Thursday, August 18, 2005

The Critical Understanding

The weakness of the human muscular system is usually not the heart -- but the skeletal (voluntary) muscles -- that one hopes to affect by exercising. The heart is always working -- and in out-of-shape individuals, may be the only muscle working, and that is the problem. Critically, the heart only pumps blood out to the extremities of the arteriole system -- but has no effect on the flow of blood coming back to the heart through the veins, that have valves to allow flow in one direction only -- back to the heart. It can be aided greatly in increasing the flow back to the heart by the operation of the voluntary muscles to enhance this effect by the alternation of muscle states between contraction and relaxation -- in effect, mimicking the function of the heart as a pump in doing so.

To achieve this greatest effect, one would begin a muscle contraction at the extremities of the feet, hands and head back towards the heart -- which is conveniently how the body is designed to effect a maximum muscle contraction. Rather than thinking about working the 600+ muscles in isolation, it would therefore be desirable to design movements that serve this essential and productive purpose of optimizing the flow throughout he body in a coordinated muscular contraction that effects all the muscles as though they were just one. In most out-of-shape people, what is typically concurrent with their condition is an apparent bloating of the tissues, indicative of poor circulation -- that is, fluid (blood and cellular fluids) is retained within the tissues rather than being efficiently circulated so that waste products can be filtered and eliminated out of the body. That difference has a profound effect on functioning and appearance of the condition of the body.

Until this excess fluid retention is reduced, it is not a true indication of the actual momentary condition of the individual -- because one doesn’t see them at their best. Well-trained bodybuilders are those most aware of this fact -- that there is a huge difference in function and appearance that can be achieved in just one session! The transformation is so great that it is entirely possible to take a “before” photo at the commencement of the workout and an “after” photo at the end of that one session, that could also be claimed and believed to be the results achieved after “only” six months of training. Obviously, such instant transformations are not only possible but done routinely by those whose aim is to achieve that effect.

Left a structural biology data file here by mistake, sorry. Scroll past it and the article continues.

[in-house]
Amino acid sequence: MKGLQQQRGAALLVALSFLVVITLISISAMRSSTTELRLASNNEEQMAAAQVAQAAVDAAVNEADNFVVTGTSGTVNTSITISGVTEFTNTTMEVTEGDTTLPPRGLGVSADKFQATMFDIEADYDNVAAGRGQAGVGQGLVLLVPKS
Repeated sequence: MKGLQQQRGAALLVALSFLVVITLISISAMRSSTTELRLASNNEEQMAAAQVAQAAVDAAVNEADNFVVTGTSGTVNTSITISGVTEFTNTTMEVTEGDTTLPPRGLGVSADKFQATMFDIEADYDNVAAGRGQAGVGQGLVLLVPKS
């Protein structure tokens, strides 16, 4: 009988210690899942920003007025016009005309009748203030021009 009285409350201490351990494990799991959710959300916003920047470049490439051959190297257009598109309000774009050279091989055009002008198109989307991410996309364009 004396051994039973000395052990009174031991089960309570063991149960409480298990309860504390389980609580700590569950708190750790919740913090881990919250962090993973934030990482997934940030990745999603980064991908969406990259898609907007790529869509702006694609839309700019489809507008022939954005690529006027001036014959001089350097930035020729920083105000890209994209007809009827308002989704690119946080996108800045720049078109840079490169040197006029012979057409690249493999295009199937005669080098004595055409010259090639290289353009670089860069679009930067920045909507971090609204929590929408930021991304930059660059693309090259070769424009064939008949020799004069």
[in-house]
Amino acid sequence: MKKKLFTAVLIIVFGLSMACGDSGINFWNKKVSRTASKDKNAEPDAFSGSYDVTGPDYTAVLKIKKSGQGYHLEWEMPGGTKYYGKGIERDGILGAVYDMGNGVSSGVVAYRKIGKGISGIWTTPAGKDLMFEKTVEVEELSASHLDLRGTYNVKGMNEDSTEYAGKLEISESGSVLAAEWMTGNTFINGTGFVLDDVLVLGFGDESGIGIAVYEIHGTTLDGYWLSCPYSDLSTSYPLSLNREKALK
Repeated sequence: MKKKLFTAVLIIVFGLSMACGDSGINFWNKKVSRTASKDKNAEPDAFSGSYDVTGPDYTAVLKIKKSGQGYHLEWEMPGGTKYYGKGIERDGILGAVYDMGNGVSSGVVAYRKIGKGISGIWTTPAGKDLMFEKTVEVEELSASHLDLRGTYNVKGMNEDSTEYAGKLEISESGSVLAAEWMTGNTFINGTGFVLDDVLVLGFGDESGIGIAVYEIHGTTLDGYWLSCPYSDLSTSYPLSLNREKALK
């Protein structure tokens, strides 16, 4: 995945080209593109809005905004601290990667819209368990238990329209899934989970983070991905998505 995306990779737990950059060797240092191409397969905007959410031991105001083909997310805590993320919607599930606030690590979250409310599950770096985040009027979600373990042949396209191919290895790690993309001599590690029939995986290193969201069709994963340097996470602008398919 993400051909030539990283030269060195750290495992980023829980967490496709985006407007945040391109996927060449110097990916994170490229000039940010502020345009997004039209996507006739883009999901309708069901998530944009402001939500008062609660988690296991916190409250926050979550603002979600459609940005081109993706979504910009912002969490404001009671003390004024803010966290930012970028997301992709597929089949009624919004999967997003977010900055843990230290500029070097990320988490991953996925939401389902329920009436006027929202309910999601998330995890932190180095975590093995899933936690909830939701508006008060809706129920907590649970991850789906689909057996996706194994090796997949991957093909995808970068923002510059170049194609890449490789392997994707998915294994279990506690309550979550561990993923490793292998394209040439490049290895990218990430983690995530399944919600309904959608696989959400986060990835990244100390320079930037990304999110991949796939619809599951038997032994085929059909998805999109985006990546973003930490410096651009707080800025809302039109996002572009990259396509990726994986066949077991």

The ramifications it has for more casual participants should be obvious -- that this result is not the product of several months on a regimen of poorly designed (random) movements and energy expenditures, but can be the “instant” results of precisely designed movements with this purpose and possibility in mind. Further training merely allows one to become more proficient at effecting a maximal response and transformation, which to some extent, every person will exhibit to some degree. Those who will exhibit it to an extraordinary degree, are naturally gifted bodybuilders. But I’ve never failed to witness an immediate effect in any body training with this intent and purpose.

That should be what one is exercising for -- and not just randomly to expend as much energy as possible -- doing what, and for what purpose? This is how the exercise discussion and instruction has seriously gone astray over these last 35 years, raducing it to almost a random activity, in the name of making it seem more “scientific.”